United Steelworkers Canada News Feed http://www.uswca.org/news/media-centre/articles/rss United Steelworkers Canada News Feed Wed, 23 Dec 2015 12:00:00 -0500 AMPS en hourly 1 Solidarity in Hard Times: Upcoming Online Conferences https://www.usw.ca/news/media-centre/articles/2021/solidarity-in-hard-times-upcoming-online-conferences Fri, 14 May 2021 13:25:46 -0500 https://www.usw.ca/news/media-centre/articles/2021/solidarity-in-hard-times-upcoming-online-conferences Solidarity in Hard Times logoCalling all local unions!

Steelworkers have faced a lot during this pandemic. We’ve been laid off and we’ve been declared essential. We’ve helped our kids and elders adapt to online school and medical appointments. We’ve confronted COVID at work and some of us have even gotten sick. We’ve learned how to stay safe at work and in our communities. 

Throughout it all, we’ve cared for one another. Whether it’s lobbying for paid sick days, standing against racism, bargaining good contracts, or supporting a co-worker who is struggling to cope, we stand in solidarity with others. 

That’s why we are happy to introduce a series of three online one-day conferences built around the theme of “Solidarity in Hard Times”. This series of online events will give us the opportunity to meet virtually and exchange ideas on how Steelworkers support one another and our communities during these unusual times. Please plan on sending members to all three events: 

Registration for the July 21 session, Staying Healthy & Safe, is now open!

Join us for engaging panel discussions, presentations, workshops, and discussion groups focused on health & safety issues.

Here are the details:

Date: Wednesday, July 21, 2021
Time: 11 a.m. to 5:30 p.m. Eastern Daylight Time
Where: Online (a link to access conference platform will be provided after registration) 

Agenda Highlights:

  • Panel discussion on Raising the Bar on Women’s Health and Safety
  • Racism as a health and safety hazard
  • Supporting members with episodic disabilities
  • Mental health myths and realities
  • A variety of workshops/discussion groups to choose from, on topics such as ventilation, masking, support groups for injured workers, USW’s anti-harassment policies and more
  • Equity and allies caucuses
  • Prize draws!

There is no cost to locals and you can register as many members as you would like. Registration page is here.  **IMPORTANT NOTE: Please be sure to have the registration code provided on the call letter that was mailed to all locals – this will be needed to complete your registration. If you did not receive the letter, please contact the National Office at conference@usw.ca. 

Family Care Expenses: if your local contributes to the Family and Community Education Fund, your members who attend the online conferences can get reimbursed for eligible family care expenses. Find all the details here

We’re looking forward to seeing you online in July!

The Family and Community Education Fund (FCEF) is now accepting applications for Labour Day celebrations! https://www.usw.ca/news/media-centre/articles/2021/the-family-and-community-education-fund-fcef-is-now-accepting-applications-for-labour-day-celebrations Wed, 12 May 2021 12:32:15 -0500 https://www.usw.ca/news/media-centre/articles/2021/the-family-and-community-education-fund-fcef-is-now-accepting-applications-for-labour-day-celebrations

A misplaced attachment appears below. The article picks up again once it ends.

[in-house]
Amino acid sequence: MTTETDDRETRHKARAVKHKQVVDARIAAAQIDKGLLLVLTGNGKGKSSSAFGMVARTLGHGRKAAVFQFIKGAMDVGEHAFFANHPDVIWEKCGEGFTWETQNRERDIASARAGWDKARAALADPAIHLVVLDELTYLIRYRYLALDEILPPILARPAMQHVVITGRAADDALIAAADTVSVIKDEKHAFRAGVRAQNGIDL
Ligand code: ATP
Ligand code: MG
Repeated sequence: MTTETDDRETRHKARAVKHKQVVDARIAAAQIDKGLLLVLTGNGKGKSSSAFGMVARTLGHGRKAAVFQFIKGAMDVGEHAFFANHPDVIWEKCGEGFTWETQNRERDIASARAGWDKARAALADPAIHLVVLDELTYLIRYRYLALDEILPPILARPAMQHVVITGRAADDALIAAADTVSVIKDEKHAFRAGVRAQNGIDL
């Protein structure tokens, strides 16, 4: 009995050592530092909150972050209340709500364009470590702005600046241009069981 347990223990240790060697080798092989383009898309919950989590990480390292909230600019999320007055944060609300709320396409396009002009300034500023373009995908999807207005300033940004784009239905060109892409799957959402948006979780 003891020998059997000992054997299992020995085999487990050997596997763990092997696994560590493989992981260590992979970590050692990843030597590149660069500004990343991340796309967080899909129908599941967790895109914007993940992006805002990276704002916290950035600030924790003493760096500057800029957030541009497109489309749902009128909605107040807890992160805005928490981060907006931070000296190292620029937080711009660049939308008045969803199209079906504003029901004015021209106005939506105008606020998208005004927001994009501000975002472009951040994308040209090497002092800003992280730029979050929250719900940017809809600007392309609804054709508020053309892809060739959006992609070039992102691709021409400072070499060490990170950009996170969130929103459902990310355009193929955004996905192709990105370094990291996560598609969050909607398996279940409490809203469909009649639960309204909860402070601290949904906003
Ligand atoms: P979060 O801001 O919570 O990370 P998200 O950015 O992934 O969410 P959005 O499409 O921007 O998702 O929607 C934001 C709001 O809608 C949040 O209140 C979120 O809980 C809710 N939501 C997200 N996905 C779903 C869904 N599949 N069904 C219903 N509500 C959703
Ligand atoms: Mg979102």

It pays to plan your Family and Community Education Fund (FCEF) events early! Request funds for your large-scale Labour Day celebrations by June 11th.

Labour Day, on September 6th, is sooner than you think. The FCEF doesn’t provide funding for events retroactively, so apply today to secure funds for your Labour Day celebration. After our June 11th deadline, the final large-scale submission date for 2021 is in the Fall. Reach out to Gabriele Simmons, the FCEF Fund Co-ordinator, for support with your application and/or to begin contributing to the Fund.

Click here for project templates, including a Labour Day event outline.

Requests for projects under $5,000 can be sent to your District Education Co-ordinator at any time.


Super-Exploitation and Resistance - Podcast launched https://www.usw.ca/news/media-centre/articles/2021/super-exploitation-and-resistance-podcast-launched Wed, 12 May 2021 12:12:37 -0500 https://www.usw.ca/news/media-centre/articles/2021/super-exploitation-and-resistance-podcast-launched The Steelworkers Humanity Fund invites you to listen to Super-Exploitation and Resistance, a podcast that brings the voices of labour leaders, activists, organizers, and social movements to a North American audience, sharing the perspectives of people on the frontlines of social struggle and change in Latin America and the Caribbean.

This month's episode, Taking State Power Through Elections, will use the recent elections in Peru and Ecuador as examples of how the quality of life of millions of people can be improved when leftist and progressive politicians win state power through elections – and the limitations of this strategy.

Super-Exploitation and Resistance is produced by Steelworkers Humanity Fund partner Common Frontiers, an alliance of Canadian unions and social organizations supporting local and international work for economic and social justice across the Americas.

Have a “listen” and please share far and wide!

Facebook link: https://www.facebook.com/SuperResistance

Got the Shot: Steelworkers happy, relieved to receive COVID-19 vaccines https://www.usw.ca/news/media-centre/articles/2021/got-the-shot Wed, 12 May 2021 10:00:27 -0500 https://www.usw.ca/news/media-centre/articles/2021/got-the-shot